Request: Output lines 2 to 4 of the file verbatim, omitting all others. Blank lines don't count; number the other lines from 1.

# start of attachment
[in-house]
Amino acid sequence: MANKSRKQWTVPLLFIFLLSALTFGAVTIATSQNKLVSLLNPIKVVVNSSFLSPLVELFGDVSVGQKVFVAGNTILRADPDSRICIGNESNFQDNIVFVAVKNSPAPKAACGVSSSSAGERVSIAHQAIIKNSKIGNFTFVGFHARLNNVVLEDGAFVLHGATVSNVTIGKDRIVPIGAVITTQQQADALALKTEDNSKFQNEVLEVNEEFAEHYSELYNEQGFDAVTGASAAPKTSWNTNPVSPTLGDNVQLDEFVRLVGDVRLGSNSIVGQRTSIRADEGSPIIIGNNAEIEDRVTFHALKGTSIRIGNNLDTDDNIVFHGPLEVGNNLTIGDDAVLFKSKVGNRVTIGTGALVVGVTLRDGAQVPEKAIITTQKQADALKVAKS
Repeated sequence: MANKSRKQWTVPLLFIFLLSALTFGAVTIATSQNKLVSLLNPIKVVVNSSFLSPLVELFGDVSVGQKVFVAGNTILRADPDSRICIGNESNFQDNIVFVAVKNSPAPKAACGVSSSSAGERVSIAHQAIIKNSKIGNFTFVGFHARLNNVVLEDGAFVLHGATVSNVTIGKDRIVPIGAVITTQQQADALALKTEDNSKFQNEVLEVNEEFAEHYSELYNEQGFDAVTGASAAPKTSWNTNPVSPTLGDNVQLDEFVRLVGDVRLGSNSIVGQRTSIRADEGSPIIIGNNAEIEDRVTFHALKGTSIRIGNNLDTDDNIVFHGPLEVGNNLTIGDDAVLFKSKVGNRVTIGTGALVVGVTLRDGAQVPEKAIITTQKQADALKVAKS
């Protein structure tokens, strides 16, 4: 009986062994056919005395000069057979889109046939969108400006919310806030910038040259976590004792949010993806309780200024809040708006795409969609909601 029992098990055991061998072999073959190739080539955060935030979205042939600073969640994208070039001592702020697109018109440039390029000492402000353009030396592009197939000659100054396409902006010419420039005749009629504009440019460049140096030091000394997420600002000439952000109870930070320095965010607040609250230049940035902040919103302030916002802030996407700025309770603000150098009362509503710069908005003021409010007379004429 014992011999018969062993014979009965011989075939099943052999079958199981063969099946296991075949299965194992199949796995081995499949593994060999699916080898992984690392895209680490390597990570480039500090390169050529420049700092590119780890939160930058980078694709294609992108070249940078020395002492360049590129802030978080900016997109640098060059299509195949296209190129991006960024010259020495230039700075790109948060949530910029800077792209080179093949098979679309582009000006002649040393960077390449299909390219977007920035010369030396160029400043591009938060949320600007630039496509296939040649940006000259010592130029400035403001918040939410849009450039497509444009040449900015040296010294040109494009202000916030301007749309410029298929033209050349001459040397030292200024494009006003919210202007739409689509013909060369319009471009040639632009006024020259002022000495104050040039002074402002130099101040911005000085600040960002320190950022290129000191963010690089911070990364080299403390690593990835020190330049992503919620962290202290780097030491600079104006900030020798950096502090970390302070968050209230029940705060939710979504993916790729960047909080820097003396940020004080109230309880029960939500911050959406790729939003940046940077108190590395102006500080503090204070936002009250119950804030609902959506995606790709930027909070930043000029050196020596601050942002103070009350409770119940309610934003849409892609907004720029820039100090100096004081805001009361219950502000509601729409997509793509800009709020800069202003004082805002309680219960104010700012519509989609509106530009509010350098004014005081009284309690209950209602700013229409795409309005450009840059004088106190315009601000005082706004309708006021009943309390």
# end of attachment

Amino acid sequence: MANKSRKQWTVPLLFIFLLSALTFGAVTIATSQNKLVSLLNPIKVVVNSSFLSPLVELFGDVSVGQKVFVAGNTILRADPDSRICIGNESNFQDNIVFVAVKNSPAPKAACGVSSSSAGERVSIAHQAIIKNSKIGNFTFVGFHARLNNVVLEDGAFVLHGATVSNVTIGKDRIVPIGAVITTQQQADALALKTEDNSKFQNEVLEVNEEFAEHYSELYNEQGFDAVTGASAAPKTSWNTNPVSPTLGDNVQLDEFVRLVGDVRLGSNSIVGQRTSIRADEGSPIIIGNNAEIEDRVTFHALKGTSIRIGNNLDTDDNIVFHGPLEVGNNLTIGDDAVLFKSKVGNRVTIGTGALVVGVTLRDGAQVPEKAIITTQKQADALKVAKS
Repeated sequence: MANKSRKQWTVPLLFIFLLSALTFGAVTIATSQNKLVSLLNPIKVVVNSSFLSPLVELFGDVSVGQKVFVAGNTILRADPDSRICIGNESNFQDNIVFVAVKNSPAPKAACGVSSSSAGERVSIAHQAIIKNSKIGNFTFVGFHARLNNVVLEDGAFVLHGATVSNVTIGKDRIVPIGAVITTQQQADALALKTEDNSKFQNEVLEVNEEFAEHYSELYNEQGFDAVTGASAAPKTSWNTNPVSPTLGDNVQLDEFVRLVGDVRLGSNSIVGQRTSIRADEGSPIIIGNNAEIEDRVTFHALKGTSIRIGNNLDTDDNIVFHGPLEVGNNLTIGDDAVLFKSKVGNRVTIGTGALVVGVTLRDGAQVPEKAIITTQKQADALKVAKS
């Protein structure tokens, strides 16, 4: 009986062994056919005395000069057979889109046939969108400006919310806030910038040259976590004792949010993806309780200024809040708006795409969609909601 029992098990055991061998072999073959190739080539955060935030979205042939600073969640994208070039001592702020697109018109440039390029000492402000353009030396592009197939000659100054396409902006010419420039005749009629504009440019460049140096030091000394997420600002000439952000109870930070320095965010607040609250230049940035902040919103302030916002802030996407700025309770603000150098009362509503710069908005003021409010007379004429 014992011999018969062993014979009965011989075939099943052999079958199981063969099946296991075949299965194992199949796995081995499949593994060999699916080898992984690392895209680490390597990570480039500090390169050529420049700092590119780890939160930058980078694709294609992108070249940078020395002492360049590129802030978080900016997109640098060059299509195949296209190129991006960024010259020495230039700075790109948060949530910029800077792209080179093949098979679309582009000006002649040393960077390449299909390219977007920035010369030396160029400043591009938060949320600007630039496509296939040649940006000259010592130029400035403001918040939410849009450039497509444009040449900015040296010294040109494009202000916030301007749309410029298929033209050349001459040397030292200024494009006003919210202007739409689509013909060369319009471009040639632009006024020259002022000495104050040039002074402002130099101040911005000085600040960002320190950022290129000191963010690089911070990364080299403390690593990835020190330049992503919620962290202290780097030491600079104006900030020798950096502090970390302070968050209230029940705060939710979504993916790729960047909080820097003396940020004080109230309880029960939500911050959406790729939003940046940077108190590395102006500080503090204070936002009250119950804030609902959506995606790709930027909070930043000029050196020596601050942002103070009350409770119940309610934003849409892609907004720029820039100090100096004081805001009361219950502000509601729409997509793509800009709020800069202003004082805002309680219960104010700012519509989609509106530009509010350098004014005081009284309690209950209602700013229409795409309005450009840059004088106190315009601000005082706004309708006021009943309390």